Many Atlantans awoke from last night’s storms with hail damage to the homes and vehicles, and other Georgians could experience the same as severe storms continue throughout the state.
Hail damage to your car can result in dents, cracks, water damage or even shattered glass.
According to Aon, hail-related insured losses between 2000 and 2019 averaged between $8 billion to $14 billion annually. There were 3,763 major hailstorms in 2021, according to the NOAA’s Severe Storms database.
If you’re wondering whether or not you’ll have the insurance coverage to take care of any vehicle or property damage caused by hail, you’ve come to the right place.
Here’s what you should know about hail damage coverage:
Does car insurance cover hail damage?
According to Allstate, if you have comprehensive coverage, it might help pay for the repair to your vehicle. Comprehensive coverage usually covers damage in noncollision accidents.
But if you have only auto liability coverage, hail damage to your car is not covered.
Do you have to pay a deductible for hail damage?
Those with comprehensive coverage usually have a deductible to pay out of pocket.
“If you live in an area where hailstorms occur more often,” Allstate experts said, “you may want to consider whether you can afford the out-of-pocket deductible after a hail claim.”
If hail caused glass damage, check with your insurance agent about glass coverage policies and deductibles.
Does home insurance cover hail damage?
Hail damage that doesn’t affect the “functionality or integrity of the home’s structure” is probably not covered by your homeowners insurance.
“Depending on your policy, there may be a separate deductible for hail- and wind-related claims when it comes to roof damage, so it’s important to check in with your insurance company to see what you’re covered for and what your deductible may (or may not) be,” Esurance experts noted.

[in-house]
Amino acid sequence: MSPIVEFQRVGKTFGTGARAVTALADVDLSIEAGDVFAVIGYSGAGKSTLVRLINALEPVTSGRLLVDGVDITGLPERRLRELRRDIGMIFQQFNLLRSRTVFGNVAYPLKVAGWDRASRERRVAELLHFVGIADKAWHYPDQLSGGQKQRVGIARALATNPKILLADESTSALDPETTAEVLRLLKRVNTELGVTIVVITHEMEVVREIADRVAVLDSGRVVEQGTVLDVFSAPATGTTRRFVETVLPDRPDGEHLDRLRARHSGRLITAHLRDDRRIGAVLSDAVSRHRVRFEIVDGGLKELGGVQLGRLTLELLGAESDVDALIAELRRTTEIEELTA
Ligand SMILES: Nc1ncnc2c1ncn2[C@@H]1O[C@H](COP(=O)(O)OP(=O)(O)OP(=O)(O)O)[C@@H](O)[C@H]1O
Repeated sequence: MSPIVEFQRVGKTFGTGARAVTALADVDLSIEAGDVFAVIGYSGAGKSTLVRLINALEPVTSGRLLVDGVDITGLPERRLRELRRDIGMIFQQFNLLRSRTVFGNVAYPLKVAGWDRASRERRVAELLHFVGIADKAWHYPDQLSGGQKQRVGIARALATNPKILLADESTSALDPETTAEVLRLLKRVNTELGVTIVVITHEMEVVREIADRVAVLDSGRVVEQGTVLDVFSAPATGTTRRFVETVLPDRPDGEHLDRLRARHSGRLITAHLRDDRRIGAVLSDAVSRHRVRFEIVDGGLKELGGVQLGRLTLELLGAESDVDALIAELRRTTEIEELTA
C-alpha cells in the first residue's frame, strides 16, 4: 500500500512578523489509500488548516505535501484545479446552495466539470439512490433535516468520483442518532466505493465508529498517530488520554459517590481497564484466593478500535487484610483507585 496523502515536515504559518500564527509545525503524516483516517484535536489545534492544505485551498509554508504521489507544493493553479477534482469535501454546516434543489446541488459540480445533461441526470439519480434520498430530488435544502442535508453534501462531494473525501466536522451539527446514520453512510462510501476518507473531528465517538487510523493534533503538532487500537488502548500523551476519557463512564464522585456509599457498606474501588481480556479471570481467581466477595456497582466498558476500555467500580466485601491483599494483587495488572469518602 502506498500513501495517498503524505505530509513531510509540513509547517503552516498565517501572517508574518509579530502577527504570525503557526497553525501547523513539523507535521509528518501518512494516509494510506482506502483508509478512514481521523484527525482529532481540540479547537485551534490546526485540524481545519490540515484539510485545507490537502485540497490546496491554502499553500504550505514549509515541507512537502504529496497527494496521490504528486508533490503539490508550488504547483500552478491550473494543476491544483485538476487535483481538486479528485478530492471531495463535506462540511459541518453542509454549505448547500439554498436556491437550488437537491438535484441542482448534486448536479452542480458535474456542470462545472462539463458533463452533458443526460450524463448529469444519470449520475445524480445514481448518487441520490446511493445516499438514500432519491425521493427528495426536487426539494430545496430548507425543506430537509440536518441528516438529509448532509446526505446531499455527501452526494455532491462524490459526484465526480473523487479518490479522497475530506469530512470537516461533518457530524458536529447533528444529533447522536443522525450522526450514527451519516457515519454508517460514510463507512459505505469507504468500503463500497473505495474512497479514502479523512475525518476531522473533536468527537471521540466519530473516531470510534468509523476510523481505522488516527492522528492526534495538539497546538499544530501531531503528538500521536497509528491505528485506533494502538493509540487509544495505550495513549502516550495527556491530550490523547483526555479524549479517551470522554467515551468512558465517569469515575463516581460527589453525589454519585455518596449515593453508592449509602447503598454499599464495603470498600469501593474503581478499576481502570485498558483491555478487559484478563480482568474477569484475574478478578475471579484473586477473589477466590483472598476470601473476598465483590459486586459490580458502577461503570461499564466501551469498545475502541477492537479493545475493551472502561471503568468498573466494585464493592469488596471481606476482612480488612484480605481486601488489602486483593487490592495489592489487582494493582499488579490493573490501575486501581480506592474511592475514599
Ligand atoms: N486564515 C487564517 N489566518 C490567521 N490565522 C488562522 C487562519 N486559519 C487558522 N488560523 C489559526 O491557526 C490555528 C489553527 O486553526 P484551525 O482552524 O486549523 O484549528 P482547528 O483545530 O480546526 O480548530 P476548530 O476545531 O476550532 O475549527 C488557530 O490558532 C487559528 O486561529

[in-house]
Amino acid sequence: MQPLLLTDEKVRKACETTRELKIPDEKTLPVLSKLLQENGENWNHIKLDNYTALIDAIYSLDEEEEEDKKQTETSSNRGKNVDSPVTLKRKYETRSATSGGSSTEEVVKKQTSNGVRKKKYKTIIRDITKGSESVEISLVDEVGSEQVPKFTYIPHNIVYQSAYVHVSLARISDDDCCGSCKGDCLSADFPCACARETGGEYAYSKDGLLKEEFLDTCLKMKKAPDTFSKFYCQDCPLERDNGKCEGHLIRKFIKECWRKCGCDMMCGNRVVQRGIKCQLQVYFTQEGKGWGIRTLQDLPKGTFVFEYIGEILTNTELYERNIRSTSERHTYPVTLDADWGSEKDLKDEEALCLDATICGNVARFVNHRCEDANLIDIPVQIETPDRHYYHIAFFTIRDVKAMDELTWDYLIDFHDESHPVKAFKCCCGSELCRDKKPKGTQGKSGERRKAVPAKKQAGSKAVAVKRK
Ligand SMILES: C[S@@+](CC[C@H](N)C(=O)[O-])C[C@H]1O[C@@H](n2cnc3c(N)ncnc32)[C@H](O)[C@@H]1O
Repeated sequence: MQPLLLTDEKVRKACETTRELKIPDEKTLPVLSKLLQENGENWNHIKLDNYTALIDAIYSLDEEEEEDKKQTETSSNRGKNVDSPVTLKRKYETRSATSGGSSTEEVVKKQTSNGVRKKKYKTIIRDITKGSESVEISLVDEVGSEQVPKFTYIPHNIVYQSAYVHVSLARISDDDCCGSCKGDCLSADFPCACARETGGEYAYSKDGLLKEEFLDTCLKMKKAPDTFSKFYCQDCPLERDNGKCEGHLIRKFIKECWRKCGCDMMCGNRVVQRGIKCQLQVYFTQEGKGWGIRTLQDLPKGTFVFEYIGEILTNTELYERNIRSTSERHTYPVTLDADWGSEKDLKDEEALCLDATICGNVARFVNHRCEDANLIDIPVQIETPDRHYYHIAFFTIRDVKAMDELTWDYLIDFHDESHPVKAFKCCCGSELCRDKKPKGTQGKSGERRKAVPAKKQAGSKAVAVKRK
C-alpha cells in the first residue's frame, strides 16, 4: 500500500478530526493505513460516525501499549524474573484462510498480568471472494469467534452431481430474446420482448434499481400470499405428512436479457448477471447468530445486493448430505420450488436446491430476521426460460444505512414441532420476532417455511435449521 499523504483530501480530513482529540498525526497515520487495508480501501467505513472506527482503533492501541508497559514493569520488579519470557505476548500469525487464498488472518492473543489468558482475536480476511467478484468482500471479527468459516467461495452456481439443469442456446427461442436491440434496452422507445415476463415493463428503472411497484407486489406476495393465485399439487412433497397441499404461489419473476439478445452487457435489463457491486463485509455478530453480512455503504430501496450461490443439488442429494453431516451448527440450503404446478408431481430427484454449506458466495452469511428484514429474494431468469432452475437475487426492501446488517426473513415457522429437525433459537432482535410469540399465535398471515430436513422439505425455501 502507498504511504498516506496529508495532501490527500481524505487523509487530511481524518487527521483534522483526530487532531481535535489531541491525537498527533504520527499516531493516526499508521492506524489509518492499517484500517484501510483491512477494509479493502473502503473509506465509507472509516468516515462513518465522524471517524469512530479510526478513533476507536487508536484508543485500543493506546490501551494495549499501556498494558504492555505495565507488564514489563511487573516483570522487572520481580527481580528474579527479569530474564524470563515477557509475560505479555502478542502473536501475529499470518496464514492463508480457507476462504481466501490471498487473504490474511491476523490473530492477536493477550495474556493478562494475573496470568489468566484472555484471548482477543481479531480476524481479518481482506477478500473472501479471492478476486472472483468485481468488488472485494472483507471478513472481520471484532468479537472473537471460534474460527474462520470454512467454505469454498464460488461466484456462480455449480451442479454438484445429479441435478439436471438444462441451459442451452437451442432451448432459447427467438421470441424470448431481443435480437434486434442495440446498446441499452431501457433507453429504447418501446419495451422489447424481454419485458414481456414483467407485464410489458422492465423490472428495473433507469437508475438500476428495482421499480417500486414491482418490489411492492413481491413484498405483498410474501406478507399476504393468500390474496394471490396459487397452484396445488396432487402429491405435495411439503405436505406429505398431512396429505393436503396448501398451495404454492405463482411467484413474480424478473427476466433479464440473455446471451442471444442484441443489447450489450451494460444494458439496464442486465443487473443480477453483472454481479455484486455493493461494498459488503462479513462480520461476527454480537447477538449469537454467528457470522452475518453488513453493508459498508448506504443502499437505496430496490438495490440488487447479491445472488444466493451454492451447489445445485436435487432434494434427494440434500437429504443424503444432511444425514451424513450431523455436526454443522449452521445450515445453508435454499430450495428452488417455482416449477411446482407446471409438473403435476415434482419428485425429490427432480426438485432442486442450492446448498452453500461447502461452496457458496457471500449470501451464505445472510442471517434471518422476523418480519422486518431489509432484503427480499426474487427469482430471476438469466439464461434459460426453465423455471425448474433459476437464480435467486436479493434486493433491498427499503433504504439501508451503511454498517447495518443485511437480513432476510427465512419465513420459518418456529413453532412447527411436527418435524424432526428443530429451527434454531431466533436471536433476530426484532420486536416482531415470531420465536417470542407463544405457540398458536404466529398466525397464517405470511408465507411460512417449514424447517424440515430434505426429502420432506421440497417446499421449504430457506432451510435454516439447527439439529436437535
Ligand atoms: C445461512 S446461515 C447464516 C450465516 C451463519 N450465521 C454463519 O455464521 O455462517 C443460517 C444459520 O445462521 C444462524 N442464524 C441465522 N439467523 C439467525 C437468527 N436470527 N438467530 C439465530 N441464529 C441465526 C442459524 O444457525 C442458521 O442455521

“Depending on your policy, there may be a separate deductible for hail- and wind-related claims when it comes to roof damage, so it's important to check in with your insurance company to see what you're covered for and what your deductible may (or may not) be,” Esurance experts note.
How to prevent hail damage
While you can’t stop hail from hitting your car or home, there are a few things you can do to ensure minimal chaos.
According to Esurance, newer roofs, especially those made with impact-resistant materials, can usually better protect against hail damage. Such materials include modified asphalt, resin, plastic, aluminum or copper shingles.
Storm shutters can also protect your home windows against massive hailstones. But if you don’t have time to have those installed, prevent some damage by covering your windows with plywood, according to Esurance.
If you don’t have a garage or carport to store your vehicle, you may want to consider getting yourself a low-cost full-coverage carport or using a tarp, blankets or sleeping bag to cover your car.
Progressive Insurance also recommends finding covered parking if possible, especially if you live in a state that receives a lot of hail.
It’s also very important to secure financial protection by obtaining reliable homeowners and comprehensive auto insurance, experts say.